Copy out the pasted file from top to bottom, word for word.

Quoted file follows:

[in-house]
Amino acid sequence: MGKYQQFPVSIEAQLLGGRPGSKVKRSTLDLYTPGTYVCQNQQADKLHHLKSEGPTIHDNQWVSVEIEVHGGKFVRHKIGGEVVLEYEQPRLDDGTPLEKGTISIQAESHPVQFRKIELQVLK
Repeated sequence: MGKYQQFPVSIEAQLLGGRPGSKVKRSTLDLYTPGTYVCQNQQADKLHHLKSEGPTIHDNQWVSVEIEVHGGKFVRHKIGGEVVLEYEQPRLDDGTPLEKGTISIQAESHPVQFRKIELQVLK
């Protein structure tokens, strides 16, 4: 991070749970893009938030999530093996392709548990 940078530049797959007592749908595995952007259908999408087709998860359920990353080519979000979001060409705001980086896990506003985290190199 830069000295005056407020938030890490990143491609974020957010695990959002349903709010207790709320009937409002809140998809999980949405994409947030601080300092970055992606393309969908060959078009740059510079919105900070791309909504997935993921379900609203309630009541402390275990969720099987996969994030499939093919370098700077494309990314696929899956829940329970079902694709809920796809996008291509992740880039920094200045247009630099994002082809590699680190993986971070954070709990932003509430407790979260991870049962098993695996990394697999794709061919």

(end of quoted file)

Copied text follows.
[in-house]
Amino acid sequence: MGKYQQFPVSIEAQLLGGRPGSKVKRSTLDLYTPGTYVCQNQQADKLHHLKSEGPTIHDNQWVSVEIEVHGGKFVRHKIGGEVVLEYEQPRLDDGTPLEKGTISIQAESHPVQFRKIELQVLK
Repeated sequence: MGKYQQFPVSIEAQLLGGRPGSKVKRSTLDLYTPGTYVCQNQQADKLHHLKSEGPTIHDNQWVSVEIEVHGGKFVRHKIGGEVVLEYEQPRLDDGTPLEKGTISIQAESHPVQFRKIELQVLK
């Protein structure tokens, strides 16, 4: 991070749970893009938030999530093996392709548990 940078530049797959007592749908595995952007259908999408087709998860359920990353080519979000979001060409705001980086896990506003985290190199 830069000295005056407020938030890490990143491609974020957010695990959002349903709010207790709320009937409002809140998809999980949405994409947030601080300092970055992606393309969908060959078009740059510079919105900070791309909504997935993921379900609203309630009541402390275990969720099987996969994030499939093919370098700077494309990314696929899956829940329970079902694709809920796809996008291509992740880039920094200045247009630099994002082809590699680190993986971070954070709990932003509430407790979260991870049962098993695996990394697999794709061919």